racemosa Black Cohosh Plants & Seed
Easyliving Native Perennial Wildflowers
Native Wild flower Seed & Plants for Home Landscaping & Prairie Restorations
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|Habitat||Bloom Period||Color||Height Inches||Moisture||Plant Spacing||Lifespan|
|Sun||May - August||White||36 to 80||Average to Moist||24 to 36 Inches||Perennial|
racemosa Black Cohosh Pictures by cj
For other wildflowers visit the wildflower
seed list or potted
to order copy the orderform or
email questions, comments, and orders to email@example.com
Please email for availability Cimicifuga racemosa Black Cohosh potted plants, $7 each plus UPS shipping, please contact us by email with your address & zip code for shipping costs on potted plants.
Black Cohosh seed
1 packet - - email for availability
1 ounce ---- ----
1 pound --------
Cohosh seeds are difficult and slow to germinate,
Black Cohosh potted plants are available for spring shipment
Cimicifuga racemosa Black Cohosh Actaea racemosa black bugbane, black snakeroot
Cohosh is used
as a background plant in the landscape.
Ordering a larger number of plants will increase the shipping only a small amount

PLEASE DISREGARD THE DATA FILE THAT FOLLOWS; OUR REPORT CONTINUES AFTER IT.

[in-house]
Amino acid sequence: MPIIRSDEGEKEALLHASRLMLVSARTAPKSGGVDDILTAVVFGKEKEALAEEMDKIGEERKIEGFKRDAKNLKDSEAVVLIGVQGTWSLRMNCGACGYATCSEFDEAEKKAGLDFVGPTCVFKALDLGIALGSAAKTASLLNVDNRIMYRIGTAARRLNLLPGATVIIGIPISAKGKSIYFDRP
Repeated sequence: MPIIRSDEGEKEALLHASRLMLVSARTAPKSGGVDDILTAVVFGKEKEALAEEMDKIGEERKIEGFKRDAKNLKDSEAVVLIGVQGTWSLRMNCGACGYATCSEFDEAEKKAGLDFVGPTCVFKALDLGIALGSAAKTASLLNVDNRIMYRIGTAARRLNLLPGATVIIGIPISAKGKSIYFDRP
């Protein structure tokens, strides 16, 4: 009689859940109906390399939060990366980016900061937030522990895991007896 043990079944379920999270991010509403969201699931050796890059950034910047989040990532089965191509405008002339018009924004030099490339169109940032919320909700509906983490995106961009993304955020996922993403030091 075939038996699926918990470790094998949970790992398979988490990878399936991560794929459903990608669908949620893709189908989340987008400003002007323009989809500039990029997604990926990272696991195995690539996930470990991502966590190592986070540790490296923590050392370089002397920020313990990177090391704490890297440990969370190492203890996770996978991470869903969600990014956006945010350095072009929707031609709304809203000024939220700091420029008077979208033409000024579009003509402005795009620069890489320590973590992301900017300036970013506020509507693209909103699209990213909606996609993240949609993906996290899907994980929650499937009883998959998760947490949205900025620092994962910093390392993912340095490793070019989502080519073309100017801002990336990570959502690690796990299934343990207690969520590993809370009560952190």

Black cohosh is an
attractive perennial herb native to the Midwestern and Eastern United States. It
is generally found growing in rich, fertile, well-drained soils in
moist woods, bases of bluffs, and ravines
forests. Black Cohosh root has been used historically to treat a variety of
human ailments including sore throat, rheumatism, menstruation and uterine
difficulties, menopausal and premenstrual syndrome symptoms, and as an
astringent, diuretic, anti-diarrheal, cough suppressant, and diaphoretic. Presently the herb is approved in Germany for treating premenstrual
discomfort and menopausal ailments, and is commonly used by North American women
to replace or supplement estrogen treatments in hormone replacement therapy. The
root has been clinically successful at treating menopausal hot flashes and is
therefore in great and growing demand.
Upon harvest, the
seeds apparently go into various stages of dormancy that can make germination
very uneven and unreliable. Some seeds can remain dormant for years. Many